Now, matzah has suddenly But mostly, I’ve been nibbling on become the go-to desplain matzah. Truth sert ingredient in to tell, for a week their kitchen. I’ll let once a year, it’s not Zach and Clay finish bad! In fact, sticking this tasty tale: to the dietary laws of Passover – aside “We initially from the religious selected the original and spiritual benefits recipe for Banana– goes a long way in Maple Matzo Brei helping me apprebecause we thought ciate the good food it was a dessert. But available the rest of when it came time to the year. make it, we realized This little bit of unleavened that it’s actually a Given my efforts heaven, Dark Chocolate Banana breakfast dish, like to stay away from Matzah Brei, is a gift from a a matzah-based take sugar and carbs, I most unlikely source. on French toast. won’t be ending the PHOTO/The Bitten Word holiday with a treat But that still didn’t from Dunkin’ Dokeep us from serving nuts this year. A nice it for dessert one night when friends piece of whole wheat bread, however, were over. And we all loved it. Yes, is floating about in my daydreams at it was essentially a brunch item, but the moment and will serve nicely to the crispy browned matzah was delireintroduce me to the joys of leav- cious with bananas and maple syrup. ened goods. But then, after making that dish, I’m also hoping bread and other we found ourselves in the very presugary goodies will go a long way in dicament that Martha had foreshadunplugging my digestive system and owed: leftover matzah. once again introduce my gut to the concept of “going on-demand.” I have So we kept using it. We made a theory that the Children of Israel matzah desserts with ice cream. We managed to easily conquer Canaan created chocolate-and-peanut butbecause they were cosmically angry ter sauces to drizzle over broken-up after wandering about for 40 years in and crisped matzah. But our favorite variation was this one: Dark Chocoa constipated funk. late Banana Matzah Brei. That said, I do have a little problem as the holiday plays out. As usu- Just as with Martha’s original al, it’s looking like we’ll have a few breakfast variation, we pan-fried a stray bits and pieces of matzah once mixture of matzah, banana, egg and Passover ends. In an effort to find a chocolate, and then topped it with way to deal with the excess in some banana slices and a drizzle of chocosort of creative fashion, I began surf- late. ing the web recently. So now, in the unlikeliest of sce After working my way through narios, it looks like matzah may have the usual stuff – matzah kugels, cas- become a staple at our house. Can it seroles and dumplings – I stumbled be long before we’re making matzah across a tasty treasure: Dark Choco- ball soup?”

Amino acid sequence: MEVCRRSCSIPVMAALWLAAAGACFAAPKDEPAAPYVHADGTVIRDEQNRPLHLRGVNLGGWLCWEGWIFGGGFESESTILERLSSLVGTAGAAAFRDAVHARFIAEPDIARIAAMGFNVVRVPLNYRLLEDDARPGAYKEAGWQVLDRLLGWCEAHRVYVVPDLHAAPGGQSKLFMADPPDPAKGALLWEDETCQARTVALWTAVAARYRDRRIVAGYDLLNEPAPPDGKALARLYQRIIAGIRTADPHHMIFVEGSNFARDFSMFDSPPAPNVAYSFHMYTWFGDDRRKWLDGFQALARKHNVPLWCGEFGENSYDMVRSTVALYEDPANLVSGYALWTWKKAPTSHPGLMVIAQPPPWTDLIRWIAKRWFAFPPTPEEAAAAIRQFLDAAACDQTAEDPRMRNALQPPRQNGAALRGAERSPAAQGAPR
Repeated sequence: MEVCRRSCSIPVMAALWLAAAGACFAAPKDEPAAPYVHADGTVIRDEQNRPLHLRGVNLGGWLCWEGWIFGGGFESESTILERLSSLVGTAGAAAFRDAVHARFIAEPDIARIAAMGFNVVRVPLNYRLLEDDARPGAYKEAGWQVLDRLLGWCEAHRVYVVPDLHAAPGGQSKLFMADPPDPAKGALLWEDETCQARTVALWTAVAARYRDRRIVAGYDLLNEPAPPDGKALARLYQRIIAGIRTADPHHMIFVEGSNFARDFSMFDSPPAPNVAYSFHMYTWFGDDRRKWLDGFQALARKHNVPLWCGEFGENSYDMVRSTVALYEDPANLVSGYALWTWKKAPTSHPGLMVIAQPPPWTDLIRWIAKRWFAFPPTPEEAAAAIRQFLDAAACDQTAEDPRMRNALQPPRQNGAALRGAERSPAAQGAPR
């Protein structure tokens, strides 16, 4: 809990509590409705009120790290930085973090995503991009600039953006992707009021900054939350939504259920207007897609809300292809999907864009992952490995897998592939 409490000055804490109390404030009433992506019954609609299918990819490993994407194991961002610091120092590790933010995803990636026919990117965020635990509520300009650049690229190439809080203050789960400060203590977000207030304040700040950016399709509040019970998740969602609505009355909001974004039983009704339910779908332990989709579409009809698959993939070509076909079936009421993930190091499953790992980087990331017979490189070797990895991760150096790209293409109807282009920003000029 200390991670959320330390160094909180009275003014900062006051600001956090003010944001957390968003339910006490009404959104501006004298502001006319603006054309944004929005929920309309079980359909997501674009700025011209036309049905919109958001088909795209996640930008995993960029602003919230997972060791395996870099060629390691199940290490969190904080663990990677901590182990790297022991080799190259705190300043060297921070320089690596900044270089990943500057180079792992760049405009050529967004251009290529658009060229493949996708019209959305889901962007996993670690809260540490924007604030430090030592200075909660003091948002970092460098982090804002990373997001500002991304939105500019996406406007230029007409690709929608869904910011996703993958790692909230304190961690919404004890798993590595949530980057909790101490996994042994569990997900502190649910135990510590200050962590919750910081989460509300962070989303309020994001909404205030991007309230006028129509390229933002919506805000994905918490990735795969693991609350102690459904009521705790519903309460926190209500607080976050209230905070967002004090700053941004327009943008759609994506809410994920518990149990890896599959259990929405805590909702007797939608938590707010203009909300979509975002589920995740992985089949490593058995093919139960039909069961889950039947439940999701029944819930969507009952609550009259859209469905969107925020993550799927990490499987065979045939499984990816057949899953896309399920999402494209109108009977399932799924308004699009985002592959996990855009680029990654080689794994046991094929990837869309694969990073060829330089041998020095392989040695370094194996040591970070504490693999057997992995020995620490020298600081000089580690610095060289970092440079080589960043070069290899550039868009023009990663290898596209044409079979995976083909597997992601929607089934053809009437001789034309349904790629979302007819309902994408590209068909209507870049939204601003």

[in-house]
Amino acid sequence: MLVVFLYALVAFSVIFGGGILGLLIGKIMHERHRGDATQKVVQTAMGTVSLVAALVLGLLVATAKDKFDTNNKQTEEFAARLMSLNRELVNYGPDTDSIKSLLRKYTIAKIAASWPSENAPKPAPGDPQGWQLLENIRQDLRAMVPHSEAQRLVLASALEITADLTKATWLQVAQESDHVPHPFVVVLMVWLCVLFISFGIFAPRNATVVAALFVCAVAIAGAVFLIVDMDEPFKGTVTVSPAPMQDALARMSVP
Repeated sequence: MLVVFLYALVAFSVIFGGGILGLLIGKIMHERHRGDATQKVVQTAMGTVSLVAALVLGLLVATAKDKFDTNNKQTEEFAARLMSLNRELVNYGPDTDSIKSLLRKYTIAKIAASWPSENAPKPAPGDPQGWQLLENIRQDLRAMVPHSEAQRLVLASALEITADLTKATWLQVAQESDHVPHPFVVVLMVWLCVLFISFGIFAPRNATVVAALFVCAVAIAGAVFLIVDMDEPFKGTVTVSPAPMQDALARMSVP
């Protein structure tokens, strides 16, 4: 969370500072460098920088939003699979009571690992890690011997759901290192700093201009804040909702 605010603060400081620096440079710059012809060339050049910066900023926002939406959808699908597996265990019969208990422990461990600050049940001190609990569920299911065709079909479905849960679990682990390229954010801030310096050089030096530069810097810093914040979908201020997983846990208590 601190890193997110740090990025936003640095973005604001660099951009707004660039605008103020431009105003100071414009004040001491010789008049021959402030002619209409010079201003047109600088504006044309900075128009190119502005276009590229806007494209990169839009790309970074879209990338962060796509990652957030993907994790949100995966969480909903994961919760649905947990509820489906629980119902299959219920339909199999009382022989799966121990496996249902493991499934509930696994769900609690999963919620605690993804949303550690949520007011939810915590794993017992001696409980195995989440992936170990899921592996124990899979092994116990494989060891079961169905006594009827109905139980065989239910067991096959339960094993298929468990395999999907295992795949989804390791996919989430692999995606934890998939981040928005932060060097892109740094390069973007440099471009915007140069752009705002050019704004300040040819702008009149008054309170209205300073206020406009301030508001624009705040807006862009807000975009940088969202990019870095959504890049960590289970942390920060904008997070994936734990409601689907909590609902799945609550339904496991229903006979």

1 tablespoon of honey